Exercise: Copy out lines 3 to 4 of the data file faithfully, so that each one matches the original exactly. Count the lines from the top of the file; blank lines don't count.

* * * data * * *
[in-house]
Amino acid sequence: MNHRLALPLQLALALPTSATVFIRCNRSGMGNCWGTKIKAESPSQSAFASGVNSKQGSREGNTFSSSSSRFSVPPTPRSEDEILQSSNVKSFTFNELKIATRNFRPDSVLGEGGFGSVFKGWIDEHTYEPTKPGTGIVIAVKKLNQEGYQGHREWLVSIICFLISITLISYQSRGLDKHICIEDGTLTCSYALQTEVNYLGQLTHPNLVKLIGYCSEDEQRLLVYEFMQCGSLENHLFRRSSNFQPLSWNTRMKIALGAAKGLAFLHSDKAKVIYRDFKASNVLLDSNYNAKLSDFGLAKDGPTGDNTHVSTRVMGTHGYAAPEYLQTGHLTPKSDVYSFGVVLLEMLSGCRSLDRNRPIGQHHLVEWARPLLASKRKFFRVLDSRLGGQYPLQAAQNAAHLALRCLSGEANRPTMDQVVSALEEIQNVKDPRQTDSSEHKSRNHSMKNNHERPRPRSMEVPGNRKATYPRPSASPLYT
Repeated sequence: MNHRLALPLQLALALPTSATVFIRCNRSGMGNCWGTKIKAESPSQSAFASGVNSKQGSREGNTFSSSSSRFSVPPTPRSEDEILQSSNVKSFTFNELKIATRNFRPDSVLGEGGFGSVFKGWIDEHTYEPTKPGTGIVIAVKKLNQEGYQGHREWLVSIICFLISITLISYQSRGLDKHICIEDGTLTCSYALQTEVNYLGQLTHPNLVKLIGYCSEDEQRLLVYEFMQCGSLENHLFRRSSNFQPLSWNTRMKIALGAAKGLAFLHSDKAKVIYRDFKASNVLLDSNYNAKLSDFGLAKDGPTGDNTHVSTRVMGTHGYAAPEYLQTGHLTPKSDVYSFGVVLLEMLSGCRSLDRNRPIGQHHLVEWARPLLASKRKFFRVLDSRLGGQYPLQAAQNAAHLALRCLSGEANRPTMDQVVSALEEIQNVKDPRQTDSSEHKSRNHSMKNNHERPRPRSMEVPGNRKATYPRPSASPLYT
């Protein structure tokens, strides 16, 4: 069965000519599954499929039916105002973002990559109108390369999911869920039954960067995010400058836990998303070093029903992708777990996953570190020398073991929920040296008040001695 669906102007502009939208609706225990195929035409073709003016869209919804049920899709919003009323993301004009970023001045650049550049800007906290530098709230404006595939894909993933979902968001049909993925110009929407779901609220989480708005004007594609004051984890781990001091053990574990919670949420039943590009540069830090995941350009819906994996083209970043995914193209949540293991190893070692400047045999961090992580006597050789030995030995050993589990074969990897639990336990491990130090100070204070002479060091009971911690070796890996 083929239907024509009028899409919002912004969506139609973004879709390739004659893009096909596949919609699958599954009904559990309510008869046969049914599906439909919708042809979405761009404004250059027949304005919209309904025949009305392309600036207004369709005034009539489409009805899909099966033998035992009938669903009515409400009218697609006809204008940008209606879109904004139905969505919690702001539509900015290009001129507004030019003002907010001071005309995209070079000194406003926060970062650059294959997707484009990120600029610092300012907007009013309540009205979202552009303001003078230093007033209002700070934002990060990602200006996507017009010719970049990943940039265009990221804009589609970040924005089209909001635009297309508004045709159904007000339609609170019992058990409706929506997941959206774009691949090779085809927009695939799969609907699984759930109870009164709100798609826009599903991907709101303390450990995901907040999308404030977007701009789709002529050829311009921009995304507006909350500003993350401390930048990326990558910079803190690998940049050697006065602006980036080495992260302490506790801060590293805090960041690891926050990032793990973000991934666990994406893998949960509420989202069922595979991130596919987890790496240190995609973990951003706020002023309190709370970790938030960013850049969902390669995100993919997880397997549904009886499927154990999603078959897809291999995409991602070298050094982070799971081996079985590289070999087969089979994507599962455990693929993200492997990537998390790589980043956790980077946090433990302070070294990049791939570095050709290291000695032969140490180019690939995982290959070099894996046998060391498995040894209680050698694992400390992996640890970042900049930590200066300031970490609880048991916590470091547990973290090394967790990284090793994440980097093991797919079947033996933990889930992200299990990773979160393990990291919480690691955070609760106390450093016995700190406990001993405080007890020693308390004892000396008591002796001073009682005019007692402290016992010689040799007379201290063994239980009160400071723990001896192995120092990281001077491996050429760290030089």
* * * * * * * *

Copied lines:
Repeated sequence: MNHRLALPLQLALALPTSATVFIRCNRSGMGNCWGTKIKAESPSQSAFASGVNSKQGSREGNTFSSSSSRFSVPPTPRSEDEILQSSNVKSFTFNELKIATRNFRPDSVLGEGGFGSVFKGWIDEHTYEPTKPGTGIVIAVKKLNQEGYQGHREWLVSIICFLISITLISYQSRGLDKHICIEDGTLTCSYALQTEVNYLGQLTHPNLVKLIGYCSEDEQRLLVYEFMQCGSLENHLFRRSSNFQPLSWNTRMKIALGAAKGLAFLHSDKAKVIYRDFKASNVLLDSNYNAKLSDFGLAKDGPTGDNTHVSTRVMGTHGYAAPEYLQTGHLTPKSDVYSFGVVLLEMLSGCRSLDRNRPIGQHHLVEWARPLLASKRKFFRVLDSRLGGQYPLQAAQNAAHLALRCLSGEANRPTMDQVVSALEEIQNVKDPRQTDSSEHKSRNHSMKNNHERPRPRSMEVPGNRKATYPRPSASPLYT
């Protein structure tokens, strides 16, 4: 069965000519599954499929039916105002973002990559109108390369999911869920039954960067995010400058836990998303070093029903992708777990996953570190020398073991929920040296008040001695 669906102007502009939208609706225990195929035409073709003016869209919804049920899709919003009323993301004009970023001045650049550049800007906290530098709230404006595939894909993933979902968001049909993925110009929407779901609220989480708005004007594609004051984890781990001091053990574990919670949420039943590009540069830090995941350009819906994996083209970043995914193209949540293991190893070692400047045999961090992580006597050789030995030995050993589990074969990897639990336990491990130090100070204070002479060091009971911690070796890996 083929239907024509009028899409919002912004969506139609973004879709390739004659893009096909596949919609699958599954009904559990309510008869046969049914599906439909919708042809979405761009404004250059027949304005919209309904025949009305392309600036207004369709005034009539489409009805899909099966033998035992009938669903009515409400009218697609006809204008940008209606879109904004139905969505919690702001539509900015290009001129507004030019003002907010001071005309995209070079000194406003926060970062650059294959997707484009990120600029610092300012907007009013309540009205979202552009303001003078230093007033209002700070934002990060990602200006996507017009010719970049990943940039265009990221804009589609970040924005089209909001635009297309508004045709159904007000339609609170019992058990409706929506997941959206774009691949090779085809927009695939799969609907699984759930109870009164709100798609826009599903991907709101303390450990995901907040999308404030977007701009789709002529050829311009921009995304507006909350500003993350401390930048990326990558910079803190690998940049050697006065602006980036080495992260302490506790801060590293805090960041690891926050990032793990973000991934666990994406893998949960509420989202069922595979991130596919987890790496240190995609973990951003706020002023309190709370970790938030960013850049969902390669995100993919997880397997549904009886499927154990999603078959897809291999995409991602070298050094982070799971081996079985590289070999087969089979994507599962455990693929993200492997990537998390790589980043956790980077946090433990302070070294990049791939570095050709290291000695032969140490180019690939995982290959070099894996046998060391498995040894209680050698694992400390992996640890970042900049930590200066300031970490609880048991916590470091547990973290090394967790990284090793994440980097093991797919079947033996933990889930992200299990990773979160393990990291919480690691955070609760106390450093016995700190406990001993405080007890020693308390004892000396008591002796001073009682005019007692402290016992010689040799007379201290063994239980009160400071723990001896192995120092990281001077491996050429760290030089």